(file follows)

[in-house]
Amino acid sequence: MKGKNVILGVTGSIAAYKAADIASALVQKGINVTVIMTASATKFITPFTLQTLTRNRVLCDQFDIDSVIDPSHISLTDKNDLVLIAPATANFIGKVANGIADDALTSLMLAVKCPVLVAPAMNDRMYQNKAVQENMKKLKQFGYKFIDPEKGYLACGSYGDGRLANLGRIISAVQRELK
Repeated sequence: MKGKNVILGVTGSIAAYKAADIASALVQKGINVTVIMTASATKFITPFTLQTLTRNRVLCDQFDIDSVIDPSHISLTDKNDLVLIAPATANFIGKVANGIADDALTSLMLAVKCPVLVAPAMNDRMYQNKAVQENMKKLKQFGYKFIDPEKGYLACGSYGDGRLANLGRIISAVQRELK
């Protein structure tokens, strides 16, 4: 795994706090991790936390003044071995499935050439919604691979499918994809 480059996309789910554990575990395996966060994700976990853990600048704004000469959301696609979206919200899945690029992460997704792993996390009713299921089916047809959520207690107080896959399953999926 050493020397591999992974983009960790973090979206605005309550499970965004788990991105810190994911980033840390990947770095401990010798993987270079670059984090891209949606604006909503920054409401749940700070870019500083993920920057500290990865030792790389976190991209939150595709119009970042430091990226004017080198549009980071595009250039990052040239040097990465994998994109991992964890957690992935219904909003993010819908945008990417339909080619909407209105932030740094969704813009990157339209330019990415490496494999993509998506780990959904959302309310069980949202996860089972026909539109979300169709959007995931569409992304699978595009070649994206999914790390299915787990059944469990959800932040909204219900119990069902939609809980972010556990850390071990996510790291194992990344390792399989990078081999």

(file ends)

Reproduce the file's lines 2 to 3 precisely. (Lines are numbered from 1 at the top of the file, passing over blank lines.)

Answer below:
Amino acid sequence: MKGKNVILGVTGSIAAYKAADIASALVQKGINVTVIMTASATKFITPFTLQTLTRNRVLCDQFDIDSVIDPSHISLTDKNDLVLIAPATANFIGKVANGIADDALTSLMLAVKCPVLVAPAMNDRMYQNKAVQENMKKLKQFGYKFIDPEKGYLACGSYGDGRLANLGRIISAVQRELK
Repeated sequence: MKGKNVILGVTGSIAAYKAADIASALVQKGINVTVIMTASATKFITPFTLQTLTRNRVLCDQFDIDSVIDPSHISLTDKNDLVLIAPATANFIGKVANGIADDALTSLMLAVKCPVLVAPAMNDRMYQNKAVQENMKKLKQFGYKFIDPEKGYLACGSYGDGRLANLGRIISAVQRELK